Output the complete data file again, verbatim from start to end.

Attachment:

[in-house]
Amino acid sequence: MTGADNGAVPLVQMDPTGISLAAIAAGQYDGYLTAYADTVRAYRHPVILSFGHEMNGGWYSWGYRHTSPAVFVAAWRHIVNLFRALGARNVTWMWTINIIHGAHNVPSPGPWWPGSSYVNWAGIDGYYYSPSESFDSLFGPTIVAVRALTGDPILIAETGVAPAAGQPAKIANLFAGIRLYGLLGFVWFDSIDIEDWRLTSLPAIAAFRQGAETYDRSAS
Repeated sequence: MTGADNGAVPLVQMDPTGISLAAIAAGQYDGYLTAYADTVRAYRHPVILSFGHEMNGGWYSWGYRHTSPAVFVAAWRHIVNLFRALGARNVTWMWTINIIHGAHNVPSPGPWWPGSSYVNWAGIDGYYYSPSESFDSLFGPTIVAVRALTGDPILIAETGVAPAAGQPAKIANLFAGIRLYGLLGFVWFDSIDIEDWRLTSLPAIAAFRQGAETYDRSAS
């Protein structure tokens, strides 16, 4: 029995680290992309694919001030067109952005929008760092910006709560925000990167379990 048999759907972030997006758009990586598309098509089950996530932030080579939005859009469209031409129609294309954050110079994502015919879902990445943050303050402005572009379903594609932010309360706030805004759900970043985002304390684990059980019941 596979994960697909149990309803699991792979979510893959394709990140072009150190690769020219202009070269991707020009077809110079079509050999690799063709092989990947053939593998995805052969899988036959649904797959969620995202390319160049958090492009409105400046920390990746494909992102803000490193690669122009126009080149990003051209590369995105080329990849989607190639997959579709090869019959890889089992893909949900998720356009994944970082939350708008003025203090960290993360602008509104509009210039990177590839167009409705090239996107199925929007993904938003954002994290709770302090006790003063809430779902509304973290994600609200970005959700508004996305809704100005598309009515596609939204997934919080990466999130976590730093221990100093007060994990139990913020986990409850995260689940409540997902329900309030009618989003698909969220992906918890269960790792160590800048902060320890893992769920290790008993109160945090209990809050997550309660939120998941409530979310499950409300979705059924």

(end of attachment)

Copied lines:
[in-house]
Amino acid sequence: MTGADNGAVPLVQMDPTGISLAAIAAGQYDGYLTAYADTVRAYRHPVILSFGHEMNGGWYSWGYRHTSPAVFVAAWRHIVNLFRALGARNVTWMWTINIIHGAHNVPSPGPWWPGSSYVNWAGIDGYYYSPSESFDSLFGPTIVAVRALTGDPILIAETGVAPAAGQPAKIANLFAGIRLYGLLGFVWFDSIDIEDWRLTSLPAIAAFRQGAETYDRSAS
Repeated sequence: MTGADNGAVPLVQMDPTGISLAAIAAGQYDGYLTAYADTVRAYRHPVILSFGHEMNGGWYSWGYRHTSPAVFVAAWRHIVNLFRALGARNVTWMWTINIIHGAHNVPSPGPWWPGSSYVNWAGIDGYYYSPSESFDSLFGPTIVAVRALTGDPILIAETGVAPAAGQPAKIANLFAGIRLYGLLGFVWFDSIDIEDWRLTSLPAIAAFRQGAETYDRSAS
């Protein structure tokens, strides 16, 4: 029995680290992309694919001030067109952005929008760092910006709560925000990167379990 048999759907972030997006758009990586598309098509089950996530932030080579939005859009469209031409129609294309954050110079994502015919879902990445943050303050402005572009379903594609932010309360706030805004759900970043985002304390684990059980019941 596979994960697909149990309803699991792979979510893959394709990140072009150190690769020219202009070269991707020009077809110079079509050999690799063709092989990947053939593998995805052969899988036959649904797959969620995202390319160049958090492009409105400046920390990746494909992102803000490193690669122009126009080149990003051209590369995105080329990849989607190639997959579709090869019959890889089992893909949900998720356009994944970082939350708008003025203090960290993360602008509104509009210039990177590839167009409705090239996107199925929007993904938003954002994290709770302090006790003063809430779902509304973290994600609200970005959700508004996305809704100005598309009515596609939204997934919080990466999130976590730093221990100093007060994990139990913020986990409850995260689940409540997902329900309030009618989003698909969220992906918890269960790792160590800048902060320890893992769920290790008993109160945090209990809050997550309660939120998941409530979310499950409300979705059924």